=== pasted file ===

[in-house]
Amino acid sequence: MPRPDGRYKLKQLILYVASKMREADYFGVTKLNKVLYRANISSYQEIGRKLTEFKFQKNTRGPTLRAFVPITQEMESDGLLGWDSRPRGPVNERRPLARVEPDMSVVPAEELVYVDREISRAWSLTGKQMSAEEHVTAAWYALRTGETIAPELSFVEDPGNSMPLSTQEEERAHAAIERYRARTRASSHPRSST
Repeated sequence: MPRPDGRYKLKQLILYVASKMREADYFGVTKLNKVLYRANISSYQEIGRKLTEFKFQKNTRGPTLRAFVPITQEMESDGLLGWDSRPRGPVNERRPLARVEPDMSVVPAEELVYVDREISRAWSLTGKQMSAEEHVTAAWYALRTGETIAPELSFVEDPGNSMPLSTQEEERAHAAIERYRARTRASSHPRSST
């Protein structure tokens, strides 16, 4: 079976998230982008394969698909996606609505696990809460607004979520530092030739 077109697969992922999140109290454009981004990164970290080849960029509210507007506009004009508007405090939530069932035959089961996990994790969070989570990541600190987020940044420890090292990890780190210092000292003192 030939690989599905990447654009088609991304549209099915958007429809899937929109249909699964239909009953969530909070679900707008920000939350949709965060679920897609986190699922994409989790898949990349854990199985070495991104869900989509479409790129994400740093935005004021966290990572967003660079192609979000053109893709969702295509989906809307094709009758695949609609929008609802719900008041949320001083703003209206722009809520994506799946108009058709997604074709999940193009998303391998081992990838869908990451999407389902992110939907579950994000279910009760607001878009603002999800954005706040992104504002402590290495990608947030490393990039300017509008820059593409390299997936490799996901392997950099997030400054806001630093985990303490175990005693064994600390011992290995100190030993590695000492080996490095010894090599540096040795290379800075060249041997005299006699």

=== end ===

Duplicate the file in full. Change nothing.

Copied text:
[in-house]
Amino acid sequence: MPRPDGRYKLKQLILYVASKMREADYFGVTKLNKVLYRANISSYQEIGRKLTEFKFQKNTRGPTLRAFVPITQEMESDGLLGWDSRPRGPVNERRPLARVEPDMSVVPAEELVYVDREISRAWSLTGKQMSAEEHVTAAWYALRTGETIAPELSFVEDPGNSMPLSTQEEERAHAAIERYRARTRASSHPRSST
Repeated sequence: MPRPDGRYKLKQLILYVASKMREADYFGVTKLNKVLYRANISSYQEIGRKLTEFKFQKNTRGPTLRAFVPITQEMESDGLLGWDSRPRGPVNERRPLARVEPDMSVVPAEELVYVDREISRAWSLTGKQMSAEEHVTAAWYALRTGETIAPELSFVEDPGNSMPLSTQEEERAHAAIERYRARTRASSHPRSST
């Protein structure tokens, strides 16, 4: 079976998230982008394969698909996606609505696990809460607004979520530092030739 077109697969992922999140109290454009981004990164970290080849960029509210507007506009004009508007405090939530069932035959089961996990994790969070989570990541600190987020940044420890090292990890780190210092000292003192 030939690989599905990447654009088609991304549209099915958007429809899937929109249909699964239909009953969530909070679900707008920000939350949709965060679920897609986190699922994409989790898949990349854990199985070495991104869900989509479409790129994400740093935005004021966290990572967003660079192609979000053109893709969702295509989906809307094709009758695949609609929008609802719900008041949320001083703003209206722009809520994506799946108009058709997604074709999940193009998303391998081992990838869908990451999407389902992110939907579950994000279910009760607001878009603002999800954005706040992104504002402590290495990608947030490393990039300017509008820059593409390299997936490799996901392997950099997030400054806001630093985990303490175990005693064994600390011992290995100190030993590695000492080996490095010894090599540096040795290379800075060249041997005299006699």